Dr. Alexander Mankin

Spotlight on MCB-funded Science


A spotlight illuminates the words 'Spotlight on MCB-funded Science.'

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Sharing MCB Science is one of our six blog themes where you can learn about exciting MCB-funded research submitted by our investigators (via this webform). We greatly appreciate the overwhelmingly positive response of the MCB scientific community and have received many more submissions than can be featured in long form on the blog. Enjoy this shorter spotlight of submissions we have received!

Ever wonder how a cell makes a tough decision? When food is scarce, Bacillus subtilis (a common soil bacteria) faces a difficult choice of when to shut down cellular processes and become dormant via sporulation (spore formation). Timing is key: wait too long and die from starvation; sporulate too early and die from crowding by rapidly dividing neighboring bacteria. What serves as the trigger – a specific biochemical signal or a more general physiological response – to enable starvation sensing and sporulation was unknown. As part of a collaborative project, Dr. Oleg Igoshin, an Associate Professor in the Department of Bioengineering at Rice University, Dr. Masaya Fujita, an Associate Professor in the Department of Biology and Biochemistry at the University of Houston, and their research teams applied computational and mathematical tools to this biological question. As described in this publication, they discovered the rate at which the cell grows may serve as a signal of starvation, triggering spore formation. This work could lessen food spoilage and control food-borne pathogens by offering new ways to inhibit sporulation in close relatives of B. subtilis that live on food.

This work is partially funded by the Systems and Synthetic Biology Cluster of the Division of Molecular and Cellular Biosciences, Awards #MCB – 1244135 and #MCB – 1244423.

Diatoms (a unicellular photosynthetic microalgae) are an important part of food webs, especially in areas of the ocean with an abundance of fish frequented by the fishing industry. Because conditions and availability of environmental resources change, diatoms regulate physiological functions (such as the carbon-concentrating mechanisms (CCMs) and photorespiration previously described) at the level of gene expression. Instead of focusing on one environmental condition or type of diatom, Dr. Justin Ashworth (Post-doctoral Fellow),  Dr. Monica Orellana (Principal Scientist) and Dr. Nitin Baliga (Senior Vice President and Director) of the Institute for Systems Biology integrated all publicly available microarray data (displaying gene expression levels) from multiple conditions for the model diatoms Thalassiosira pseudonana and Phaeodactylum tricornutum to look for trends. As described in this publication and in the resulting integrative analysis available online at the Diatom Portal, the research team uncovered common patterns of gene expression and function. They also identified potential cis-regulatory DNA sequence motifs and distinct regions induced in response to changes in ocean pH levels and the availability of nitrate, silicic acid, and carbon. A greater understanding of this fundamental level of regulation enables scientists to better support diatoms in their role as biogeochemical nutrient recyclers.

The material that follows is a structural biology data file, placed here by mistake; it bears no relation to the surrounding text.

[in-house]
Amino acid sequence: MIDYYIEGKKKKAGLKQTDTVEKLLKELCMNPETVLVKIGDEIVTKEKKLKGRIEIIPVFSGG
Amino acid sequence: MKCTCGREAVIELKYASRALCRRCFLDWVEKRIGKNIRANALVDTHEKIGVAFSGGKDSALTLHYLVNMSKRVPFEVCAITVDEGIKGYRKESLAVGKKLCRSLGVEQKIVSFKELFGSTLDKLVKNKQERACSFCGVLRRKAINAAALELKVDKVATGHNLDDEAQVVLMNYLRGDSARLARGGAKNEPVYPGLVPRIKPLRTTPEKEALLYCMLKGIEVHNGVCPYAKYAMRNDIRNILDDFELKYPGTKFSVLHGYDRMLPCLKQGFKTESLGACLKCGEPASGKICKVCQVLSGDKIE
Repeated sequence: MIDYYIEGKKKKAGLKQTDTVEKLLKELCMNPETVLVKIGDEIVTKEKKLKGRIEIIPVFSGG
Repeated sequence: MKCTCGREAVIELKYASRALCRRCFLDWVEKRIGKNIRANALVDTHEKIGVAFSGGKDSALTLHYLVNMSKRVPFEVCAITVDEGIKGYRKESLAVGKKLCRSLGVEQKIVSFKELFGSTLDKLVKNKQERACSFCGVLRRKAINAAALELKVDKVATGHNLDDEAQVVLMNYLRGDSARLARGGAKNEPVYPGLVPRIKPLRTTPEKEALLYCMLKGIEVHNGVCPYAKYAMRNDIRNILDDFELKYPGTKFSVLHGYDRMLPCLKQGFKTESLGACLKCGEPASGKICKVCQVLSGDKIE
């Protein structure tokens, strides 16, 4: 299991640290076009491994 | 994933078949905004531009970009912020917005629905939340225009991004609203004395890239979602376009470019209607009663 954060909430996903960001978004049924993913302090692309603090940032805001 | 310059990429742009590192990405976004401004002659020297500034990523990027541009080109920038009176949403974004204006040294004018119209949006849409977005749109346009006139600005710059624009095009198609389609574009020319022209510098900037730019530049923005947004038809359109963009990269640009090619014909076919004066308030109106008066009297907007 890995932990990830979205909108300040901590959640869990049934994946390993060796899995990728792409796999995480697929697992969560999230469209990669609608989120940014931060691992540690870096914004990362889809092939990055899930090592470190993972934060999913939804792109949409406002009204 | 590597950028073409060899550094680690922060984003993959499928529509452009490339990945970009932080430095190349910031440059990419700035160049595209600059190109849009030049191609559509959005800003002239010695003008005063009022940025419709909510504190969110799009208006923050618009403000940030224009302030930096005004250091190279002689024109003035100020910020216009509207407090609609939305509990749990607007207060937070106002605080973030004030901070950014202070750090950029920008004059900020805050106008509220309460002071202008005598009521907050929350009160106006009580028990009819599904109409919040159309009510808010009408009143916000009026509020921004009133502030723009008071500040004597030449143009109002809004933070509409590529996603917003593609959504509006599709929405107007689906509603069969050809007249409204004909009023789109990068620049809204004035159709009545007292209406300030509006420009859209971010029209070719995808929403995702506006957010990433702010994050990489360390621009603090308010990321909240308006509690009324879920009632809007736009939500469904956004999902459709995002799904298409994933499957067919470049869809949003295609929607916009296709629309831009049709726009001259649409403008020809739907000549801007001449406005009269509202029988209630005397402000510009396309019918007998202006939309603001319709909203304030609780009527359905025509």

This work is partially funded by the Cellular Dynamics and Function Cluster of the Division of Molecular and Cellular Biosciences, Award #MCB – 1316206.

As we previously described on the MCB Blog, the laboratory of Dr. Alexander Mankin and Dr. Nora Vázquez-Laslop at the Center for Biomolecular Sciences, University of Illinois – Chicago, studies fundamental mechanisms in protein synthesis. Ribosomes inside the cell read three mRNA nucleotides at a time (a reading frame) during protein synthesis (translation). Sometimes, the ribosome slips one or two nucleotides on the mRNA to a different reading frame (frameshift). Recent work on the E. coli bacterial copper transporter gene (copA) by Drs. Mankin, Vázquez-Laslop, and their research team uncovered a slippery sequence in the mRNA that led to “programmed frameshifts.” Depending on whether or not the ribosome slipped, two different proteins were made – a previously unidentified copper chaperon protein or a copper transporter protein. Together, the copper chaperon and transporter proteins help protect the bacterial cell from internalizing too much copper. This work provides new insight into how bacteria change gene expression in different environmental conditions and offers training for student researchers such as lead author Sezen Meydan, who was highlighted in the ‘Meet the Author’ section of Molecular Cell.